The water’s clear and innocent: Radiohead’s King of Limbs

Radiohead devotees are an interesting bunch. Since—along with millions of other fanatics the world over—my fandom of the Oxford experimental band borders on religious devotion, I was obviously ecstatic last week when the group announced the release of their eighth studio album, The King of Limbs. Being the followup to their 2007 album In Rainbows—which the popular media seems more inclined to remember for its pay-what-you-like distribution model than as a genuinely impressive artistic output—it’s easy to predict that no album due out in 2011 will prove as anticipated or as divisive as Radiohead’s latest. A band famous for routinely changing their sound from album to album, from grunge-era roots on 1994‘s The Bends to abstract and electronic epics like OK Computer and Kid A in 1997 and 2000 respectively, it was no surprise that this new album sounded rather different than anything the band had produced before. But despite its jarring electronic loops, computerized drums and disjointed, haunting ballads, The King of Limbs retained that ineffable quality that makes Radiohead so unique among their contemporaries—an emotional center as powerful and resonant as the highest points of “Fake Plastic Trees” some 15 years ago.

The 8-track opus was available for download a full day earlier than advertised, and I took the first available opportunity to plop myself down and listen it through. Millions of others undoubtedly did the same, and scores of them abandoned hope at track 4. But I soldiered on, listening from start to finish a half-dozen times that first night and some 45 times over the week since. Any Radiohead fan knows that, unlike their accessible Lady Gaga contemporaries, their work requires a bit of effort to penetrate—who among us would have thought that a song as discordant and amebic as Kid A’s “Everything In Its Right Place” would one day be listed among our favorites?

That being said, I’d be misleading you if I pretended I wasn’t disappointed. Some four years of Radiohead’s silence finally came to a close with a meager 8 tracks of electronic loops, more reminiscent of frontman Thom Yorke’s 2006 solo album The Eraser than anything. How could we have waited this long for this? For “Feral,” the almost-entirely instrumental series of bloops and digitally-altered falsettos draped over an impossible number of drum beats? For “Codex,” the despicably-titled shameless rehashing of 2001‘s “Pyramid Song,” imagery and all? Was Thom’s jerky dancing in the “Lotus Flower” video really the new image of Radiohead?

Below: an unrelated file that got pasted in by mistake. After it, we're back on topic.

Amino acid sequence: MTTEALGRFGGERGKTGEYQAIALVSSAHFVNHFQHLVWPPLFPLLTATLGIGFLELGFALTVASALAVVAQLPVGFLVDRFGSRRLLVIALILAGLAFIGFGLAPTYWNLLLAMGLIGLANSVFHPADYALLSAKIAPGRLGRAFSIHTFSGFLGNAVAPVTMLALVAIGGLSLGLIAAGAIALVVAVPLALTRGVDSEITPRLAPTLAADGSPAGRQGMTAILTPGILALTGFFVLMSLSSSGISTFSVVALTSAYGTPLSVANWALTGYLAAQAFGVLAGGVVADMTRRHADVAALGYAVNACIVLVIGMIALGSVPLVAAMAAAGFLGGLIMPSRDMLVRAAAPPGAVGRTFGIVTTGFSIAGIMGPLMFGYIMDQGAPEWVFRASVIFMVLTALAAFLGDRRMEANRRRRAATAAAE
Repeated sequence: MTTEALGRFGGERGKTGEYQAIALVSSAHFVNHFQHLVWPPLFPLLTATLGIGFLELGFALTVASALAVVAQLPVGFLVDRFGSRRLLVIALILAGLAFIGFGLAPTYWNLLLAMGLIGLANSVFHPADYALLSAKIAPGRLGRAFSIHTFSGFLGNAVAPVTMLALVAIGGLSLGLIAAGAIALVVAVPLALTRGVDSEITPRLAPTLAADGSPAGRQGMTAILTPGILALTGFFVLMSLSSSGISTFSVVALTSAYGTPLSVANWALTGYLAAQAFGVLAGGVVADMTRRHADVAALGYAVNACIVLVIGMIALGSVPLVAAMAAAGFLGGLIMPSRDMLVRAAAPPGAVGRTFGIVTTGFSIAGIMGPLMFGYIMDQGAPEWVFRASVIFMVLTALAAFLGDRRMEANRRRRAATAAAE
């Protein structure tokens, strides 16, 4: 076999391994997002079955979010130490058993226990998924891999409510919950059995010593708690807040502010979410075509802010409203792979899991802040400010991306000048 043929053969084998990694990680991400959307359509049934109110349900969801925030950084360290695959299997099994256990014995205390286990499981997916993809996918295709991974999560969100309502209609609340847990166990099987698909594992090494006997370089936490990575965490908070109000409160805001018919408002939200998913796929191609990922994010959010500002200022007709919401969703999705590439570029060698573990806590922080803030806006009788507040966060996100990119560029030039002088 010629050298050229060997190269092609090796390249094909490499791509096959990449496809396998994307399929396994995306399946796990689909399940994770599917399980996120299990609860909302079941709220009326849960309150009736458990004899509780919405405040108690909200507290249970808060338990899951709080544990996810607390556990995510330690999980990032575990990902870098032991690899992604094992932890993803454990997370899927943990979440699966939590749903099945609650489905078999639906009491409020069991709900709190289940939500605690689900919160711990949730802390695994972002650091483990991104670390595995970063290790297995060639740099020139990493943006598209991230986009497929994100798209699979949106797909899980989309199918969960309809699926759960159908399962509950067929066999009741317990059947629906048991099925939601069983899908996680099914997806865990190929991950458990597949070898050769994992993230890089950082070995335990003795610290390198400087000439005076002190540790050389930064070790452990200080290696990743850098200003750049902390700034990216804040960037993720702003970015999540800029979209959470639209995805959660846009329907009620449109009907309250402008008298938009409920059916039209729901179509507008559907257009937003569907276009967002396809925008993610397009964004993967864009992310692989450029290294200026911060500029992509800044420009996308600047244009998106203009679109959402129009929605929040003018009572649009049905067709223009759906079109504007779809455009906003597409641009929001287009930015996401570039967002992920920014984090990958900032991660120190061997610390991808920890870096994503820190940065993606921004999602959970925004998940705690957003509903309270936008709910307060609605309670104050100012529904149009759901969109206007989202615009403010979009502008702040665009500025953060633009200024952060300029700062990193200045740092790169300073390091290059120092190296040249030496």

From an accessibility standpoint, the first half of the album was difficult to say the least. Between the erratic dissolution of drum beats in album opener “Bloom” and the repetitive looping of computer-bourne percussion in “Morning Mr. Magpie”—itself, might I add, a modernized version of a largely acoustic track from the Hail To The Thief era—I had a bad feeling about where the album was going. Promising tracks like “Little By Little” with its whispered lyrics like “you are such a tease and I’m such a flirt,” and single “Lotus Flower” seemed drowned in this electronic swamp wherein robotic drum kits did battle with robotic bass lines, and the acoustic ballads “Codex” and “Give Up The Ghost” in the latter half of the album felt woefully out of place. After my first listen through, I was nauseous. Was this even better than Pablo Honey?

After a few more listens, however, the realization began dawning on me: those loops and layers weren’t random, weren’t happenstance. Each song was a densely leveled and complex sort of house of cards (to use Radiohead’s own canon as imagery), a kind of puzzle, a maze for listeners to explore. And at the end, even on frustrating tracks like “Feral,” there is a payoff—Radiohead yet lives. Much like the Amnesiac, counterpart and counterpoint to Kid A, seemed overwhelming when it first graced ears in 2001, their latest opus would require a great deal of exposure to fully appreciate. Hidden in the abstraction “Feral” was a bass-y sort of groove, lost in “Give Up The Ghost” is the same sort of introspection we’ve come to love from Radiohead.

Just as OK Computer told of detachment and alienation in a technological society, The King of Limbs in a way depicts losing, and thereby finding, one’s self in the wilderness. Recorded near and named for one of the oldest trees in the world, a forest vibe can be noticed throughout the record, but nowhere more prominently than in the birdcalls between its most moving sixth and seventh tracks. The former, might I add, while being a close cousin to “Pyramid Song” before it, is so strong for many of the same reasons—the water imagery, the theme of complete release of responsibility, of ego. From “nothing to fear and nothing to doubt” to “you’ve done nothing wrong,” the moral is the same. This is a Radiohead song that will be remembered, even after their next few albums prove just as polarizing.

But the target of The King of Limbs is just that: polarization. Whereas 2007’s In Rainbows, much like the title implies, was colorful and lively (even its ballads were in “red-blue-green”), Limbs feels lifeless, almost drained of color. It’s a polar album, a response to and reversal of the pseudo-optimism that made In Rainbows so accessible and landed Radiohead a performance slot on that year’s Grammy awards. They updated their sound, but their message remains, their themes of isolation and detachment remain, and their quality remains. Despite its detractors, The King of Limbs earns its place among Radiohead’s pantheon.

In the album’s ultimate track, “Separator,” Thom offers a prophetic kind of promise to Radiohead fans—“If you think this is over, then you’re wrong.”